“Radical Islaaam” and Holocaust jokes

I’ve been attending a few of the Betar Tagar‘s “Know Radical Islam Week” events. Overall I think the way Betar is handling this is remarkably stupid. I don’t see anything constructive, at all, coming out of this event — if the aim is to start a dialogue with Muslims. There are very few Muslims at these lectures, indeed most of those attending seem to be Jewish.

Much of the content of the events is actually meaningful — at least, the lectures I’ve attended were — but the medium (“Radical Islaaam”) obscures the message. I’ve told them that a much better title would be “Extremism within Muslim society,” and they acted as if that were a novel idea (and don’t they wish I was in their planning committee) but I find it hard to believe that the issue of alternatively naming it didn’t come up.

How much more meaningful would it be if they had the MSA on board to condemn radicalism in Islam? Probably a lot more. I’ve spoken with several members of the MSA, including the President and the Academic Affairs Coordinator, they both told me that a) they were not calling for a boycott, and b) they were never consulted at any time throughout the organization of this event. Betar e-mailed certain members of the MSA in the days leading up to the events, though, to receive mixed messages that they touted as “cooperation.” From what I’ve heard, members of the Thaqalayn Muslim Association are also unhappy about the way things are being carried out.

The kinds of organizations that are on board? The UofT Objectivist Club, the Toronto Secular Alliance, Daniel Pipes’s Middle East Forum, etc. That really seems like a group dedicated to fostering meaningful discussion (I’m being sarcastic).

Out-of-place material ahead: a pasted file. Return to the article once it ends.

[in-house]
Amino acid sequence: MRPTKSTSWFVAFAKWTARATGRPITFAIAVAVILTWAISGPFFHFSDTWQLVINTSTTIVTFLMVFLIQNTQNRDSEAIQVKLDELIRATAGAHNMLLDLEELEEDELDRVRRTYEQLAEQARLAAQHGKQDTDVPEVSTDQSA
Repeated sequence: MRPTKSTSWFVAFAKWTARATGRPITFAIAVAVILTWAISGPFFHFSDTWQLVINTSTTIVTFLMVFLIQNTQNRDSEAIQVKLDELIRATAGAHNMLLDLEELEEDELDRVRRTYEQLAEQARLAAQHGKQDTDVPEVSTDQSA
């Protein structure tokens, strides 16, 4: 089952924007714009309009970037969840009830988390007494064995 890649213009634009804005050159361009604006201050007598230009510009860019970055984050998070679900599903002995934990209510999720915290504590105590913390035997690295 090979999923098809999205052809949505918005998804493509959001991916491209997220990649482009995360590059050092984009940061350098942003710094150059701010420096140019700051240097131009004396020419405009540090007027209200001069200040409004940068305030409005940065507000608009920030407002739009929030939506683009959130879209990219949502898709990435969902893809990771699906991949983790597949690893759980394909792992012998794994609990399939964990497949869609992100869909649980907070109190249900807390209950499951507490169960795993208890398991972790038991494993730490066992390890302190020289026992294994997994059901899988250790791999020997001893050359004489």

Moreover, how can you even begin to describe radicalism within Islam — a religion of over a billion — as some kind of hegemonic entity? It’s not. Different factors have contributed to the rise of radicalism in Islam in various regions of the world. Taking the historical and sociological context into consideration is tremendously important for any analysis. This is sorely lacking in Betar’s activities.

Anyway, today I attended one of Betar’s lectures given by Palestinian journalist Khaled Abu Toameh. Abu Toameh reports for the right-wing Jerusalem Post.

What he said, though, completely undercut the message that the Betar folks were trying to get across. It seemed to me that they were trying to depict “radical” Islam as somehow censoring the reporting of things in Palestine. Abu Toameh quite unequivocally stated, several times, that it was not Hamas and Islamic Jihad that censored journalists, nor would they, but it was the Palestinian Authority (run by the PLO — Arafat and Abu Mazen’s folks) every single time, and the West supported this.

That made me want to laugh and clap out loud.

He also talked about how Arafat was a big hypocrite, sitting in mosques while stealing billions meant for Palestinians.

Also, in a remarkably stupid move, Jyllands-Posten has apparently offered to publish cartoons that a remarkably stupid Iranian newspaper is aiming to publish that make fun of the Holocaust.